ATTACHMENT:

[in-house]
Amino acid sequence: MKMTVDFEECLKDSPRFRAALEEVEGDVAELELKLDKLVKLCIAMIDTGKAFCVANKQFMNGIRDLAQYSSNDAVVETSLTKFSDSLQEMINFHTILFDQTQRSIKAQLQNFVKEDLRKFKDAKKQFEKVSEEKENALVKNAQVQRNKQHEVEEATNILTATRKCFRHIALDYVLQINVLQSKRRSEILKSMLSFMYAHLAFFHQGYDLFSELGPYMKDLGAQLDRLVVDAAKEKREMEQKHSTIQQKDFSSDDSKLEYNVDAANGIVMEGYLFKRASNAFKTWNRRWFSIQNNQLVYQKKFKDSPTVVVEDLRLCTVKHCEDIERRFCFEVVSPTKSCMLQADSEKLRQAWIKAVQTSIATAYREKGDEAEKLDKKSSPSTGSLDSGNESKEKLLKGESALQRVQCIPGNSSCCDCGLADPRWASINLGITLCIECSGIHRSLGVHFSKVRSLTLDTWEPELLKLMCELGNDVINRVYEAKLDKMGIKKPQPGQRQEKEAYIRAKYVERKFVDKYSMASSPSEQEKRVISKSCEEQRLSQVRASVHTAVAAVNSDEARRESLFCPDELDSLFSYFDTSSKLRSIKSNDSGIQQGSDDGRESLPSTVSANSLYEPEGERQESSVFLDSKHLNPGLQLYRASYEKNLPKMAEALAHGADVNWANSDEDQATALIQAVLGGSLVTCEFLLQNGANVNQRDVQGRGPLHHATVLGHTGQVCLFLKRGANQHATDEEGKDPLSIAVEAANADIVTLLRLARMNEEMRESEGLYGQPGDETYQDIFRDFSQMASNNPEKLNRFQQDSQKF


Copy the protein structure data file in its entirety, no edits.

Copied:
[in-house]
Amino acid sequence: MKMTVDFEECLKDSPRFRAALEEVEGDVAELELKLDKLVKLCIAMIDTGKAFCVANKQFMNGIRDLAQYSSNDAVVETSLTKFSDSLQEMINFHTILFDQTQRSIKAQLQNFVKEDLRKFKDAKKQFEKVSEEKENALVKNAQVQRNKQHEVEEATNILTATRKCFRHIALDYVLQINVLQSKRRSEILKSMLSFMYAHLAFFHQGYDLFSELGPYMKDLGAQLDRLVVDAAKEKREMEQKHSTIQQKDFSSDDSKLEYNVDAANGIVMEGYLFKRASNAFKTWNRRWFSIQNNQLVYQKKFKDSPTVVVEDLRLCTVKHCEDIERRFCFEVVSPTKSCMLQADSEKLRQAWIKAVQTSIATAYREKGDEAEKLDKKSSPSTGSLDSGNESKEKLLKGESALQRVQCIPGNSSCCDCGLADPRWASINLGITLCIECSGIHRSLGVHFSKVRSLTLDTWEPELLKLMCELGNDVINRVYEAKLDKMGIKKPQPGQRQEKEAYIRAKYVERKFVDKYSMASSPSEQEKRVISKSCEEQRLSQVRASVHTAVAAVNSDEARRESLFCPDELDSLFSYFDTSSKLRSIKSNDSGIQQGSDDGRESLPSTVSANSLYEPEGERQESSVFLDSKHLNPGLQLYRASYEKNLPKMAEALAHGADVNWANSDEDQATALIQAVLGGSLVTCEFLLQNGANVNQRDVQGRGPLHHATVLGHTGQVCLFLKRGANQHATDEEGKDPLSIAVEAANADIVTLLRLARMNEEMRESEGLYGQPGDETYQDIFRDFSQMASNNPEKLNRFQQDSQKF